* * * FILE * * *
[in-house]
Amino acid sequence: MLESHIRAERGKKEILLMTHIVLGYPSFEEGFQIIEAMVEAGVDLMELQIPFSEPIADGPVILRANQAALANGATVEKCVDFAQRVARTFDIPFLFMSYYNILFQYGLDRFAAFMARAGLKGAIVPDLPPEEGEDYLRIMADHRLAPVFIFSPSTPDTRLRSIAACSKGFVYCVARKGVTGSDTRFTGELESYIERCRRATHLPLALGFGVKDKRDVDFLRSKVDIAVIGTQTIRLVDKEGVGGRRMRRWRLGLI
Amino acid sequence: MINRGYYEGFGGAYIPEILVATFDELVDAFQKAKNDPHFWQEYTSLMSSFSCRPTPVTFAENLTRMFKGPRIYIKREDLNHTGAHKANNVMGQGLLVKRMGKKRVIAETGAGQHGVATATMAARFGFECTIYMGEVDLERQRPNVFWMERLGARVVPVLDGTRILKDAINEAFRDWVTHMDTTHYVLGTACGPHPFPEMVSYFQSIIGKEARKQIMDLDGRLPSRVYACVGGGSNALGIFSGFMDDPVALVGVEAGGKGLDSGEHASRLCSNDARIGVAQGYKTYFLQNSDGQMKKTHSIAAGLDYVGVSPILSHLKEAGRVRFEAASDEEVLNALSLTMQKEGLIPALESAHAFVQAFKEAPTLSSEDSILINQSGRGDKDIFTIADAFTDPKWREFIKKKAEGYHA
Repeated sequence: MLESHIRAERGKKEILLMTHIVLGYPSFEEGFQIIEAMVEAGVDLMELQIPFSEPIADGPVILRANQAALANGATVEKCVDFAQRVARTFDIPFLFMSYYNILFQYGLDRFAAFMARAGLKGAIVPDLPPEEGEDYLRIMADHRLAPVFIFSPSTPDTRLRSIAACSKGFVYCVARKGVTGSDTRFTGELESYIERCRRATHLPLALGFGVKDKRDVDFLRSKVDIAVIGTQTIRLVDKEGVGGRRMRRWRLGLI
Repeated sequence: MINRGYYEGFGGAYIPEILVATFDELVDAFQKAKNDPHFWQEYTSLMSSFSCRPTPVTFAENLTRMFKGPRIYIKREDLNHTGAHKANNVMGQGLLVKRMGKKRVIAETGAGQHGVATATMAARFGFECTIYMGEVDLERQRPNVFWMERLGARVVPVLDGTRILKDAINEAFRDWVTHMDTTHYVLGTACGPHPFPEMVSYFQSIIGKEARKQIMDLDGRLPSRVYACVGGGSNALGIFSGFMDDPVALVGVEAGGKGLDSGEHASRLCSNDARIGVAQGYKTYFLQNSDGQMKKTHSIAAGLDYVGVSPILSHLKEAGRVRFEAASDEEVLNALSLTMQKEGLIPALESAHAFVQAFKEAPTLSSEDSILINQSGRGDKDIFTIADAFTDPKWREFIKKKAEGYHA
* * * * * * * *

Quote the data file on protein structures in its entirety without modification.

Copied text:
[in-house]
Amino acid sequence: MLESHIRAERGKKEILLMTHIVLGYPSFEEGFQIIEAMVEAGVDLMELQIPFSEPIADGPVILRANQAALANGATVEKCVDFAQRVARTFDIPFLFMSYYNILFQYGLDRFAAFMARAGLKGAIVPDLPPEEGEDYLRIMADHRLAPVFIFSPSTPDTRLRSIAACSKGFVYCVARKGVTGSDTRFTGELESYIERCRRATHLPLALGFGVKDKRDVDFLRSKVDIAVIGTQTIRLVDKEGVGGRRMRRWRLGLI
Amino acid sequence: MINRGYYEGFGGAYIPEILVATFDELVDAFQKAKNDPHFWQEYTSLMSSFSCRPTPVTFAENLTRMFKGPRIYIKREDLNHTGAHKANNVMGQGLLVKRMGKKRVIAETGAGQHGVATATMAARFGFECTIYMGEVDLERQRPNVFWMERLGARVVPVLDGTRILKDAINEAFRDWVTHMDTTHYVLGTACGPHPFPEMVSYFQSIIGKEARKQIMDLDGRLPSRVYACVGGGSNALGIFSGFMDDPVALVGVEAGGKGLDSGEHASRLCSNDARIGVAQGYKTYFLQNSDGQMKKTHSIAAGLDYVGVSPILSHLKEAGRVRFEAASDEEVLNALSLTMQKEGLIPALESAHAFVQAFKEAPTLSSEDSILINQSGRGDKDIFTIADAFTDPKWREFIKKKAEGYHA
Repeated sequence: MLESHIRAERGKKEILLMTHIVLGYPSFEEGFQIIEAMVEAGVDLMELQIPFSEPIADGPVILRANQAALANGATVEKCVDFAQRVARTFDIPFLFMSYYNILFQYGLDRFAAFMARAGLKGAIVPDLPPEEGEDYLRIMADHRLAPVFIFSPSTPDTRLRSIAACSKGFVYCVARKGVTGSDTRFTGELESYIERCRRATHLPLALGFGVKDKRDVDFLRSKVDIAVIGTQTIRLVDKEGVGGRRMRRWRLGLI
Repeated sequence: MINRGYYEGFGGAYIPEILVATFDELVDAFQKAKNDPHFWQEYTSLMSSFSCRPTPVTFAENLTRMFKGPRIYIKREDLNHTGAHKANNVMGQGLLVKRMGKKRVIAETGAGQHGVATATMAARFGFECTIYMGEVDLERQRPNVFWMERLGARVVPVLDGTRILKDAINEAFRDWVTHMDTTHYVLGTACGPHPFPEMVSYFQSIIGKEARKQIMDLDGRLPSRVYACVGGGSNALGIFSGFMDDPVALVGVEAGGKGLDSGEHASRLCSNDARIGVAQGYKTYFLQNSDGQMKKTHSIAAGLDYVGVSPILSHLKEAGRVRFEAASDEEVLNALSLTMQKEGLIPALESAHAFVQAFKEAPTLSSEDSILINQSGRGDKDIFTIADAFTDPKWREFIKKKAEGYHA